The original recipe for these cookies comes from an old Quaker Oats cookbook, now falling to pieces and nearly smeared beyond recognition with the collected years of baking from its pages. The recipe is inspired; just enough sweet, just enough salty. We adapted it a little, though. We cut out the old-school margarine and substituted healthier olive oil (which also adds a savory round note to these cookies). We added more apple, and less sugar. The result is a cookie that looks like a jumble of fruit and oats, barely held together in the batter (but they are quite sturdy, we assure you). The cheese melts into a crisp, lacy fritter around the edges, holding them together into one sweet and savory snack.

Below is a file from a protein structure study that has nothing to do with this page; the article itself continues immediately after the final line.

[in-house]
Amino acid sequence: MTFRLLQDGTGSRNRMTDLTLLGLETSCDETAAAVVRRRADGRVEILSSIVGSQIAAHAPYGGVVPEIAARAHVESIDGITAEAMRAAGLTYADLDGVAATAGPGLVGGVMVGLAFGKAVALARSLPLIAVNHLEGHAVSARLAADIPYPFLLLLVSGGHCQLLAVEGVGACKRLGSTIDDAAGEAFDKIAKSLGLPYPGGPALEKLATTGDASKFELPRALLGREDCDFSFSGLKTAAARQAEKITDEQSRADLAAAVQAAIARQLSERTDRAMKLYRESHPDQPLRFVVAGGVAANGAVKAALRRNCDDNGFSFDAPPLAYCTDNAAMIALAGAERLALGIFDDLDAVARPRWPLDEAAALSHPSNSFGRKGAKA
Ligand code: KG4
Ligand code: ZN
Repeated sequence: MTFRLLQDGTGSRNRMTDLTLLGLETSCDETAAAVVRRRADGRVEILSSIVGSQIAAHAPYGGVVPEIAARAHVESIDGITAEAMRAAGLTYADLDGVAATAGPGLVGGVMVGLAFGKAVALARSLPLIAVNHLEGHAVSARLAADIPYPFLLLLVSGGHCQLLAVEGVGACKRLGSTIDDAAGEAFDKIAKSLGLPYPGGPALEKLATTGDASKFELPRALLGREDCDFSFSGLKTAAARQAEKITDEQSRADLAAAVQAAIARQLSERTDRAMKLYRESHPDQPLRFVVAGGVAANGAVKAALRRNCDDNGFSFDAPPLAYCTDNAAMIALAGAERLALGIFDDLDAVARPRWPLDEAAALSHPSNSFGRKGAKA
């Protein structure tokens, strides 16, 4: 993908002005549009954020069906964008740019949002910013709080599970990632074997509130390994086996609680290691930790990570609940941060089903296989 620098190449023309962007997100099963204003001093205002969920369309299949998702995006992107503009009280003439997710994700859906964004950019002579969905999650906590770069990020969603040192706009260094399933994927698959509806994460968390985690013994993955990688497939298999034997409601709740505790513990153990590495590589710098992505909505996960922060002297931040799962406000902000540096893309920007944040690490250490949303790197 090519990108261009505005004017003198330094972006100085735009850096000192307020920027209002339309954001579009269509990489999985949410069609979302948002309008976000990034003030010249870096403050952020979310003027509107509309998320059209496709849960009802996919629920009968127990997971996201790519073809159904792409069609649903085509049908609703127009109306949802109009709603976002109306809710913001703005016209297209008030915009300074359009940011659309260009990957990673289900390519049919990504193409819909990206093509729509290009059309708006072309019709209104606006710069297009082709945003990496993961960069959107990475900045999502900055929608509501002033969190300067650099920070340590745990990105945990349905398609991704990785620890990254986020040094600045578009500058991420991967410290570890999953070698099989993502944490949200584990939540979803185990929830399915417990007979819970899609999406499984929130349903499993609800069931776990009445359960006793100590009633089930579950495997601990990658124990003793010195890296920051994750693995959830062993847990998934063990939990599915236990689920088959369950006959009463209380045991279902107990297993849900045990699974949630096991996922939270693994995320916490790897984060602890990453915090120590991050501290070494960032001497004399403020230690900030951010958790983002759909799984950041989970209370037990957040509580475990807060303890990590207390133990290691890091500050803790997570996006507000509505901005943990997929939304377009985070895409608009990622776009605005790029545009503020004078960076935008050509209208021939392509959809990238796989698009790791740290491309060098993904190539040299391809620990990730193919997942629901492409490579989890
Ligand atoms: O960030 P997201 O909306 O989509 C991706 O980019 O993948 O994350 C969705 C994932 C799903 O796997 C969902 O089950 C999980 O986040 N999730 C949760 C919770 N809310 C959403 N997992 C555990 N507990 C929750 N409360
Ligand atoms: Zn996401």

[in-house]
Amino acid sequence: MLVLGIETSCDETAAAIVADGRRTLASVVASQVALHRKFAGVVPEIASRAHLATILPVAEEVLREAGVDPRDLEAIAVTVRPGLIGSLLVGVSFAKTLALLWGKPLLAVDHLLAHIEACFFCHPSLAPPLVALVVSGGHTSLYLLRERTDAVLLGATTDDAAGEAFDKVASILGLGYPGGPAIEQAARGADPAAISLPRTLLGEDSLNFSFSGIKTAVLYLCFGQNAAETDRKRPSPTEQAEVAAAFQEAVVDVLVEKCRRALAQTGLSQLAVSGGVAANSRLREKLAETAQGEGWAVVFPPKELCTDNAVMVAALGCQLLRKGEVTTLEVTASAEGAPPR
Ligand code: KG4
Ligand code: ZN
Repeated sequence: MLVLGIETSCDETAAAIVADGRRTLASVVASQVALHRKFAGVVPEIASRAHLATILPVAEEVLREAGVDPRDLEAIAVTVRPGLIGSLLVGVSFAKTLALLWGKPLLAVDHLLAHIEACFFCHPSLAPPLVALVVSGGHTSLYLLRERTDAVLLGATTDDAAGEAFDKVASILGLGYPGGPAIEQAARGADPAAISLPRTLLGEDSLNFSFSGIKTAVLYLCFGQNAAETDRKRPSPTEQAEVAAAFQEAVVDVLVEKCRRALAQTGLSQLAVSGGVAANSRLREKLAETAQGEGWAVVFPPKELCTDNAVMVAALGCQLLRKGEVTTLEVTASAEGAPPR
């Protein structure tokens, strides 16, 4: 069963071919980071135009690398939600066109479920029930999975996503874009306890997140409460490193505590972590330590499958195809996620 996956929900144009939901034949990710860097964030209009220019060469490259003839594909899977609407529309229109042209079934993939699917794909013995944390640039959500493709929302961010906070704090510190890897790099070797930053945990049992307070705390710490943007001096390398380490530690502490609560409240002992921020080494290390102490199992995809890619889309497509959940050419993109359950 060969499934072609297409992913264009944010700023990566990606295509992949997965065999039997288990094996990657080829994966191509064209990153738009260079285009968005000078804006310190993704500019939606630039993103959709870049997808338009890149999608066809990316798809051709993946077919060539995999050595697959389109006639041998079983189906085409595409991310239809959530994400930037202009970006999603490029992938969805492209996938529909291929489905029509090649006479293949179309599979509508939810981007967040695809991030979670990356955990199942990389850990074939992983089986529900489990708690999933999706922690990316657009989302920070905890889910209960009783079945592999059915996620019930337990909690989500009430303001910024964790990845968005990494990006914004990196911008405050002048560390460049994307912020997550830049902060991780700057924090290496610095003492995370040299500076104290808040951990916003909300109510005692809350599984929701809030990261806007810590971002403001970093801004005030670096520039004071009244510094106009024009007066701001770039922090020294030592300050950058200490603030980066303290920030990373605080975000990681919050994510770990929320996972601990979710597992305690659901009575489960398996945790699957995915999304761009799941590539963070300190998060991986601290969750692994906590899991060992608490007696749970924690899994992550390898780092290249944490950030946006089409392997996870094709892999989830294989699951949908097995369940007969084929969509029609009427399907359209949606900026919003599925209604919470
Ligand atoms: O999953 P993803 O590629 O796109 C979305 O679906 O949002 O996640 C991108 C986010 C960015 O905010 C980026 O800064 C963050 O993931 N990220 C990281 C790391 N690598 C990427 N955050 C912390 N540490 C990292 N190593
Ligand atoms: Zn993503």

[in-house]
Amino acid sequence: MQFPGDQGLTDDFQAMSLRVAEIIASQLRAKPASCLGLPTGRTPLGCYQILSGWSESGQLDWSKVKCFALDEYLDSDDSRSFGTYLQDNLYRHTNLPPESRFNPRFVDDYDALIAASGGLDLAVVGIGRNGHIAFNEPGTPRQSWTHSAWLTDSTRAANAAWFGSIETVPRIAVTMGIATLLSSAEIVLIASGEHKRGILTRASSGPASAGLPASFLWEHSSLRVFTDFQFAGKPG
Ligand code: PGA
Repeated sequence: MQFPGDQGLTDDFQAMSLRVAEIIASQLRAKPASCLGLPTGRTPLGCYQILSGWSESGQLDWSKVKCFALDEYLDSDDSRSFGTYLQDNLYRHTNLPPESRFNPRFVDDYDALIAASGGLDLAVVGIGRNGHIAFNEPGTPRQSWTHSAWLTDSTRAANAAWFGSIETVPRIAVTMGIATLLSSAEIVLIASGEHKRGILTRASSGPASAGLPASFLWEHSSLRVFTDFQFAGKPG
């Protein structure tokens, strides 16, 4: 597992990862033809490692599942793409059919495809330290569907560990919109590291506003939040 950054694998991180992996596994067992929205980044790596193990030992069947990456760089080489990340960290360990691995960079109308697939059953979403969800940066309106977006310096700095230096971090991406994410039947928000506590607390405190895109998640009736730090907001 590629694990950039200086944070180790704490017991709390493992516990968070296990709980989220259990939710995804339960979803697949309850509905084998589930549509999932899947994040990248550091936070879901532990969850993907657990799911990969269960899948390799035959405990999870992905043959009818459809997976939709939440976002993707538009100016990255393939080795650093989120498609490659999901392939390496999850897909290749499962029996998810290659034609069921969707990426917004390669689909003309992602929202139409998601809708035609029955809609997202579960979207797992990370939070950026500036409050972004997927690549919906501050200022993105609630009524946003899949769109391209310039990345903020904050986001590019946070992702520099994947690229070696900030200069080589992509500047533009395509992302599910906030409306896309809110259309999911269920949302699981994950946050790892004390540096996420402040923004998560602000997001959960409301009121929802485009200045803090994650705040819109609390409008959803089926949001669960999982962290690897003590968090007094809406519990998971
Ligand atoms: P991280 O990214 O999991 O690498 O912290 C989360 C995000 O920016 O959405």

Apple Gouda Oatmeal Cookies Makes 24 cookies 2/3 cup extra-virgin olive oil 1 egg 1 teaspoon vanilla OR 1 tablespoon dark rum 3/4 cup flour 1/4 cup firmly packed brown sugar 1 teaspoon powdered ginger 1/2 teaspoon baking powder 1/2 teaspoon salt 1 1/2 cups old-fashioned oats 1/2 cup golden raisins 1 medium-sized apple (about 10 ounces) 4 ounces Gouda cheese, finely chopped (about 1 cup) Preheat the oven to 375°F. Whisk the olive oil and egg together in a glass measuring cup until completely combined. Whisk in the vanilla or rum. Set aside. In a large bowl, whisk together the flour, brown sugar, ginger, baking powder, salt, and oats. Stir in the raisins. Peel and core the apple. Use the coarse side of a grater to grate it directly into the flour. (You should have 1 1/2 to 2 cups of shredded apple.) Stir in the apple and the chopped Gouda. Add the liquids from the measuring cup and stir just until everything is moistened. The dough will be loose and clumpy. Drop in large spoonfuls on an ungreased baking sheet. Bake for 17 minutes, or until the cookies are golden. They will be very soft still. Let them cool on the baking sheets for 5 minutes before removing to cooling racks to cool completely. Store in an airtight container at room temperature for up to 5 days.Related: Brunch Recipe: Crispy Turnovers with Apple, Bacon, and Caramelized Onions (Images: Faith Durand)